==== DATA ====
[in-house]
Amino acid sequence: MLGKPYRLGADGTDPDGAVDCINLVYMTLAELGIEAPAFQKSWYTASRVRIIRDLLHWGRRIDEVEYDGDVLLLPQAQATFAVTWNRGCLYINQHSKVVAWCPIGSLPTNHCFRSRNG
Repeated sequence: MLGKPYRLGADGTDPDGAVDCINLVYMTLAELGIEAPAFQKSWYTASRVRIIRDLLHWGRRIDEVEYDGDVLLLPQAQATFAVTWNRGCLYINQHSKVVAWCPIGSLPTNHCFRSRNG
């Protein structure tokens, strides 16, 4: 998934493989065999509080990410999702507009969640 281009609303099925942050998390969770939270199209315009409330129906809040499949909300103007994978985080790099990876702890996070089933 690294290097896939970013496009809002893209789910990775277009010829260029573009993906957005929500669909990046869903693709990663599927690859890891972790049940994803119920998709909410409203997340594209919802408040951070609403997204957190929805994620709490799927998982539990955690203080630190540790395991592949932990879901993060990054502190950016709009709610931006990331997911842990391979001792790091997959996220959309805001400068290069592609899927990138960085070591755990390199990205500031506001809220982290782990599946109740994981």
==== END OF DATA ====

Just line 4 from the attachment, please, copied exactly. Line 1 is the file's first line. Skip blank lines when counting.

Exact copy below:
């Protein structure tokens, strides 16, 4: 998934493989065999509080990410999702507009969640 281009609303099925942050998390969770939270199209315009409330129906809040499949909300103007994978985080790099990876702890996070089933 690294290097896939970013496009809002893209789910990775277009010829260029573009993906957005929500669909990046869903693709990663599927690859890891972790049940994803119920998709909410409203997340594209919802408040951070609403997204957190929805994620709490799927998982539990955690203080630190540790395991592949932990879901993060990054502190950016709009709610931006990331997911842990391979001792790091997959996220959309805001400068290069592609899927990138960085070591755990390199990205500031506001809220982290782990599946109740994981």